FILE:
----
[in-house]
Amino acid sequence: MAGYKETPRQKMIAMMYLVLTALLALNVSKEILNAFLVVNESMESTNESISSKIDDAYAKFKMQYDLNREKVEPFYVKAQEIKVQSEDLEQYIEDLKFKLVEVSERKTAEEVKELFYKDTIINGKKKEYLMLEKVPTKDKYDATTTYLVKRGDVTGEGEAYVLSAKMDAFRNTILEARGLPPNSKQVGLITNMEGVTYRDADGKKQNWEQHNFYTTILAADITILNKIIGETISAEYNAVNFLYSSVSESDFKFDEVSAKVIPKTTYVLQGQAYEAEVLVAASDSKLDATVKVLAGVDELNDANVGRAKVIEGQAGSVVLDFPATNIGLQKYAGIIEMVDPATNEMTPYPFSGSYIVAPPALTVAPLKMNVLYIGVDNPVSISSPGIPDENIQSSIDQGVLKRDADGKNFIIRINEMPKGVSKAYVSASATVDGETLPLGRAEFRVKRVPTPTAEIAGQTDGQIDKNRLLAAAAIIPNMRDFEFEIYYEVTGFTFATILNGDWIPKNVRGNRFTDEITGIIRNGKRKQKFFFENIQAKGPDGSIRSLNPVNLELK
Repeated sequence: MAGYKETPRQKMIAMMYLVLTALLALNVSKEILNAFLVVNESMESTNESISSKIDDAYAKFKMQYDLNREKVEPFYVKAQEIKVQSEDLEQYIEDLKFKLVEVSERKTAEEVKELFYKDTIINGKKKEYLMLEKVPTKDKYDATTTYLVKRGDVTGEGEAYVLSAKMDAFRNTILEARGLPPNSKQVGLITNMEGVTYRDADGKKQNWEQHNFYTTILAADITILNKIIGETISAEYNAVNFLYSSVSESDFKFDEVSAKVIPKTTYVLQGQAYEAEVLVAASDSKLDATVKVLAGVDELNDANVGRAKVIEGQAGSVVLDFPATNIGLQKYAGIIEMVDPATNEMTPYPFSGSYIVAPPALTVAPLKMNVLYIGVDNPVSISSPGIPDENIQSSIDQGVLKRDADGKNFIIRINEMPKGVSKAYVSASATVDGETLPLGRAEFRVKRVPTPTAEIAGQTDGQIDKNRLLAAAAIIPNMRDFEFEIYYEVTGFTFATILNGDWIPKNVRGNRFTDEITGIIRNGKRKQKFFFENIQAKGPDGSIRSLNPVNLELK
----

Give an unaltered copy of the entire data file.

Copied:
[in-house]
Amino acid sequence: MAGYKETPRQKMIAMMYLVLTALLALNVSKEILNAFLVVNESMESTNESISSKIDDAYAKFKMQYDLNREKVEPFYVKAQEIKVQSEDLEQYIEDLKFKLVEVSERKTAEEVKELFYKDTIINGKKKEYLMLEKVPTKDKYDATTTYLVKRGDVTGEGEAYVLSAKMDAFRNTILEARGLPPNSKQVGLITNMEGVTYRDADGKKQNWEQHNFYTTILAADITILNKIIGETISAEYNAVNFLYSSVSESDFKFDEVSAKVIPKTTYVLQGQAYEAEVLVAASDSKLDATVKVLAGVDELNDANVGRAKVIEGQAGSVVLDFPATNIGLQKYAGIIEMVDPATNEMTPYPFSGSYIVAPPALTVAPLKMNVLYIGVDNPVSISSPGIPDENIQSSIDQGVLKRDADGKNFIIRINEMPKGVSKAYVSASATVDGETLPLGRAEFRVKRVPTPTAEIAGQTDGQIDKNRLLAAAAIIPNMRDFEFEIYYEVTGFTFATILNGDWIPKNVRGNRFTDEITGIIRNGKRKQKFFFENIQAKGPDGSIRSLNPVNLELK
Repeated sequence: MAGYKETPRQKMIAMMYLVLTALLALNVSKEILNAFLVVNESMESTNESISSKIDDAYAKFKMQYDLNREKVEPFYVKAQEIKVQSEDLEQYIEDLKFKLVEVSERKTAEEVKELFYKDTIINGKKKEYLMLEKVPTKDKYDATTTYLVKRGDVTGEGEAYVLSAKMDAFRNTILEARGLPPNSKQVGLITNMEGVTYRDADGKKQNWEQHNFYTTILAADITILNKIIGETISAEYNAVNFLYSSVSESDFKFDEVSAKVIPKTTYVLQGQAYEAEVLVAASDSKLDATVKVLAGVDELNDANVGRAKVIEGQAGSVVLDFPATNIGLQKYAGIIEMVDPATNEMTPYPFSGSYIVAPPALTVAPLKMNVLYIGVDNPVSISSPGIPDENIQSSIDQGVLKRDADGKNFIIRINEMPKGVSKAYVSASATVDGETLPLGRAEFRVKRVPTPTAEIAGQTDGQIDKNRLLAAAAIIPNMRDFEFEIYYEVTGFTFATILNGDWIPKNVRGNRFTDEITGIIRNGKRKQKFFFENIQAKGPDGSIRSLNPVNLELK